How to Apply for a Temporary Disability/Handicap Placard

By: Staff Writer July 17, 2012
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Before applying for a handicap placard be certain you meet the criteria set by your Department of Motor Vehicles (DMV).

In most instances disability refers to at least one of the following conditions:

  • Lack full use of an arm or both arms.
  • Cannot walk a certain number of feet without stopping to rest. This greatly varies by state. Missouri, for instance, limits it to 50 feet, while Texas uses 200 feet as its gauge.
  • Cannot walk without the assistance of a cane, crutch, brace, prosthetic device, wheelchair, or another person.
  • Have a cardiac condition that's listed as Class III or Class IV in severity according to the American Heart Association.
  • Cannot walk without the aid of portable oxygen.
  • Have a visual acuity of 20/200 or less in the better eye with correcting lenses.
  • Have a visual acuity of 20/200 but with a limited field of vision in which the widest diameter of the visual field subtends an angle of 20 degrees or less.

Applying for a Handicapped Placard

To apply, complete a designated disabilities form. You can obtain one directly from your local DMV office, or by downloading from your the state website. You might also be able to access the form online by visiting our page titled Drivers With Disabilities. A portion of the form will need to completed by a certified physician. In most states, this includes a:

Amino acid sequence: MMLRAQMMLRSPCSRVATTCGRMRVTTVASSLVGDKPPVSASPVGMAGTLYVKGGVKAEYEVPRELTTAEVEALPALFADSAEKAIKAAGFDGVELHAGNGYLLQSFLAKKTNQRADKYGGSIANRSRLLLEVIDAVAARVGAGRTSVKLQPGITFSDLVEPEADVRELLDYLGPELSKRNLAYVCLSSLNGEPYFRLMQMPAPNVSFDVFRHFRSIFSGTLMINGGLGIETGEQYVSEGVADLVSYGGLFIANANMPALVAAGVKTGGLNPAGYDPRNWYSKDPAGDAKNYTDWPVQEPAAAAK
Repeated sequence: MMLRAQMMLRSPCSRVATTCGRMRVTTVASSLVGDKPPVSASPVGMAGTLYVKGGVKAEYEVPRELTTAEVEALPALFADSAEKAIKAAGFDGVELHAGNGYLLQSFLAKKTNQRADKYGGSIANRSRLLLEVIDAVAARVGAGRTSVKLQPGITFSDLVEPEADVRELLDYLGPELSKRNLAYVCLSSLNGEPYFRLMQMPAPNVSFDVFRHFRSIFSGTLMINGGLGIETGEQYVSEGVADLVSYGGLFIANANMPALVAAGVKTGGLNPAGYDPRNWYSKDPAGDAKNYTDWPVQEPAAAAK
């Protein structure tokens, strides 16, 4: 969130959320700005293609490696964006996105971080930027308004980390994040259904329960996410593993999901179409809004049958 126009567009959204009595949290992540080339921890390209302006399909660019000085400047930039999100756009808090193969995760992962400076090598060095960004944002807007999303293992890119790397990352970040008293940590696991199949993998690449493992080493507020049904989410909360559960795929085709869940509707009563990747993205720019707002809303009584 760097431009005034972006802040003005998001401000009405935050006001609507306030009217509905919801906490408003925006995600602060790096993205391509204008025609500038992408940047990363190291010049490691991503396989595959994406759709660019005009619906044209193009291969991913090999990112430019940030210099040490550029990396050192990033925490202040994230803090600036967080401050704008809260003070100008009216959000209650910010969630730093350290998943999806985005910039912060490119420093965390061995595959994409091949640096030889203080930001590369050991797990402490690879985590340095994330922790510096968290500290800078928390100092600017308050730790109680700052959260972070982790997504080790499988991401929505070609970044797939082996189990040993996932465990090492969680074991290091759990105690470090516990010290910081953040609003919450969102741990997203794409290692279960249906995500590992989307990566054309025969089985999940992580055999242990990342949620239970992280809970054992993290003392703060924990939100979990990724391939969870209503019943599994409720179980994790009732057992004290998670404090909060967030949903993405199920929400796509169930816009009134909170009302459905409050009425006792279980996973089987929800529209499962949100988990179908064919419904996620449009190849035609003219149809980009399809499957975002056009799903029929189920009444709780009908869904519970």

• Licensed doctor
  • Registered nurse
  • Physician's assistant
  • Podiatrist
  • Optometrist
  • Chiropractor

After completing, submit the form and any associated fees (some states do not charge for disabled placards) in-person or by mail to the address listed on your application.

Most temporary handicap placards are limited to a few months, with the option to renew.

Display and Use of Temporary Handicap Placard

The placard should be displayed from the car's middle rearview mirror when parked. Be aware that some state's disallow the placards from being hung from the rearview mirror while driving.

The handicapped placard allows you to park in any site designated for persons with disabilities.

Remember: Handicapped placards are issued to people, not cars. This means you cannot use the placard if the assigned person is not riding your vehicle.

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